• Will a rabbi be forced to marry a Christian and a Jew?
    (, 3/2/17;, 2/21/17)
06 Mar

Religious Liberty Loses Case

“Freedom is never more than one generation away from extinction.”
President Ronald Reagan

Religious Liberty Loses Case:

Washington State: Florist Barronelle Stutzman, age 72, sued by the state and the ACLU for declining to design and provide flowers for a same-sex wedding, lost her appeal at the state’s Supreme Court in February. She had declined to serve a long-time customers’ wedding because of her Christian beliefs but instead recommended 3 florists who would gladly create the floral pieces.

“What the court decided was now the government has the power to separate me from my livelihood and faith,” said Mrs. Stutzman. “They’re trying to compel me to design something that goes totally against my personal conscience.”

The Washington Supreme Court ruled she is also liable for fines and legal costs estimated at over $2 million. Mrs. Stutzman said, “It’s not just my freedom, it’s everybody’s freedom, whether you’re religious or not, that is at stake.” (CNA/EWTNnews, 2/19/17;, 2/19/17)

USCCB urge President to protect religious liberty:

Saying “religious freedom in America has suffered years of unprecedented erosion,” the USCCB posted an online letter for citizens to send that urges Pres. Trump to sign a religious freedom executive order.

The letter, found at
says the president can “restore the federal governments respect for religious freedom of individuals and organizations” with a “government-wide initiative to respect religious freedom.” (, 2/17/17;, 2/7/17)

“Let us preserve freedom. Let us cherish freedom. Freedom of conscience, religious freedom, the freedom of each person …” Pope Francis


Saturday, March 18, 10am-2pm, with a light lunch served. St. Bernard’s RC Church, Parish Center, 3100 Hempstead Tpke, Levittown, NY, “Comfort My People – Dignity at the End of Life”

Presenters: Lisa Honkanen, MD, Doctor of Geriatrics, Msgr. James McDonald, current Pastor, St. Aidan’s, Come and be informed!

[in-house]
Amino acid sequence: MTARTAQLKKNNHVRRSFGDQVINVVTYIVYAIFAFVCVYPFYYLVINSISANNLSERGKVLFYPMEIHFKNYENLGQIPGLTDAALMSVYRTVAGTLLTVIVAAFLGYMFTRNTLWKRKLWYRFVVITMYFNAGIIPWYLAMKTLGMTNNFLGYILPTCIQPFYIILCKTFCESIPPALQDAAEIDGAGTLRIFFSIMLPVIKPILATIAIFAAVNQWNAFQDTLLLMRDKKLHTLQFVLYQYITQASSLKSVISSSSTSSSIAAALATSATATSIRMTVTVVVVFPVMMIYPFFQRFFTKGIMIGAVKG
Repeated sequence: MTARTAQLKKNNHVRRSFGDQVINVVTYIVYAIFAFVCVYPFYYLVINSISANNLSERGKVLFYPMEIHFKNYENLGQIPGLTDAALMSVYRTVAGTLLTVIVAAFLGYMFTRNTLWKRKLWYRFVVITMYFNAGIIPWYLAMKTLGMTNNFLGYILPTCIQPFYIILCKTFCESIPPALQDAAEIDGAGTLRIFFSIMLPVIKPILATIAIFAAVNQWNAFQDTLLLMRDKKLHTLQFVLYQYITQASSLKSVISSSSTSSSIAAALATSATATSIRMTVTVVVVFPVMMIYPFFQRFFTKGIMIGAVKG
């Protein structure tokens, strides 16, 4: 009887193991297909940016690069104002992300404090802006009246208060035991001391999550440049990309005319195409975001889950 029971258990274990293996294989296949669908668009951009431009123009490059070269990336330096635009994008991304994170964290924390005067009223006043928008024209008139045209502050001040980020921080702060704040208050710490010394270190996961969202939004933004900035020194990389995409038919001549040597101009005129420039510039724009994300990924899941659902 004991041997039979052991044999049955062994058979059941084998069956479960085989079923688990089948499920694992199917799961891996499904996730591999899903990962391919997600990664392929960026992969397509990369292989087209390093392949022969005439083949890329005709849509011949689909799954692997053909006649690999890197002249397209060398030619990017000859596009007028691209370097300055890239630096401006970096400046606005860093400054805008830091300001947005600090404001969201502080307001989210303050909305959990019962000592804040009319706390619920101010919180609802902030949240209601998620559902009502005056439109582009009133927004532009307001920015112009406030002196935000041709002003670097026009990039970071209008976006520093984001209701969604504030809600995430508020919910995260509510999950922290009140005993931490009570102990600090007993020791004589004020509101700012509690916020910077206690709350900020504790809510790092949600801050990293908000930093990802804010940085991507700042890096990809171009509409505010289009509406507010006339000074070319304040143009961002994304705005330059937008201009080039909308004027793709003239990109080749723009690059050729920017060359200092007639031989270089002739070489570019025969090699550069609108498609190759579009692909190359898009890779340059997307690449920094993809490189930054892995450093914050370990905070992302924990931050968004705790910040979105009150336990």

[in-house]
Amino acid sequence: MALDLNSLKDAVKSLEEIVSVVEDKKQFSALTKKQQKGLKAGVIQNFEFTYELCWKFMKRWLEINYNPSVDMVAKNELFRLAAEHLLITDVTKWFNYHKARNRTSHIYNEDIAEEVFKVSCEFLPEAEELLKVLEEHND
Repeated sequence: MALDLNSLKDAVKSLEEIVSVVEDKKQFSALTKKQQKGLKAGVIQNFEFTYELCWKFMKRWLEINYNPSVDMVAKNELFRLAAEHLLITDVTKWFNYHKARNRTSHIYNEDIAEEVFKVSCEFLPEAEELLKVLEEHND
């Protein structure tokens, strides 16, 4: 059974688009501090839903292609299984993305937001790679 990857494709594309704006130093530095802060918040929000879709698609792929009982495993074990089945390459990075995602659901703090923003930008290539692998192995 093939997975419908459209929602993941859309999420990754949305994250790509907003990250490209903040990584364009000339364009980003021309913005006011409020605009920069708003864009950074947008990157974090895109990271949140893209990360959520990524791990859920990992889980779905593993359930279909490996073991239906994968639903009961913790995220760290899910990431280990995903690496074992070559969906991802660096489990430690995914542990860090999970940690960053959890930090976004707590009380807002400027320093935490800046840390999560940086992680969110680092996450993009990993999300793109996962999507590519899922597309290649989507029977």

27 Feb

Victories for Religious Freedom

“The Constitution … affirmatively mandates accommodation, not merely tolerance, of all religions, and forbids hostility towards any.”
Supreme Court, 1984, in Lynch v Donnelly

Victories for Religious Freedom:

Georgia: The state agreed to to pay $225,000 to settle a lawsuit claiming it illegally discriminated against a lay pastor who was fired by the states’ Department of Public Health (DPH) because of the content of his sermons.

In 2014, Dr. Eric Walsh, MD, accepted the job as district health director with the DPH but was soon dismissed after a DPH official asked him to submit copies of sermons he had previously preached as a lay minister with the Seventh-day Adventist Church.

“No one should be fired for simply expressing his religious beliefs,” said First Liberty senior counsel.

“I am grateful this trial has finally ended,” said Dr. Walsh. “It’s been a long difficult journey, but it’s worth it to have my name cleared and to ensure that all Georgia government employees know they have religious liberty.” (, 2/9/17;, 2/10/17)

Minnesota: Veterans Memorial Park, Belle Plaine: The city has agreed to bring back a memorial showing the silhouette of a soldier with rifle kneeling in front of a cross.

A Freedom From Religion group had demanded the city remove the cross last month. Many supporters of vets responded by setting up their own crosses.

Amid the controversy, Alliance Defending Freedom proposed setting up a “limited public forum” inside the park where the original cross could stand. The newly approved plan “ensures that there is no endorsement of religion by the city because memorials that will be put up represent the citizens that put them up,” said ADF.

Cheers erupted in City Hall after the council gave the OK. (, 2/7/17;, 2/7/17)

“Let us not become weary of doing good, for in due season we will reap if we do not give up.”
Galatians 6:9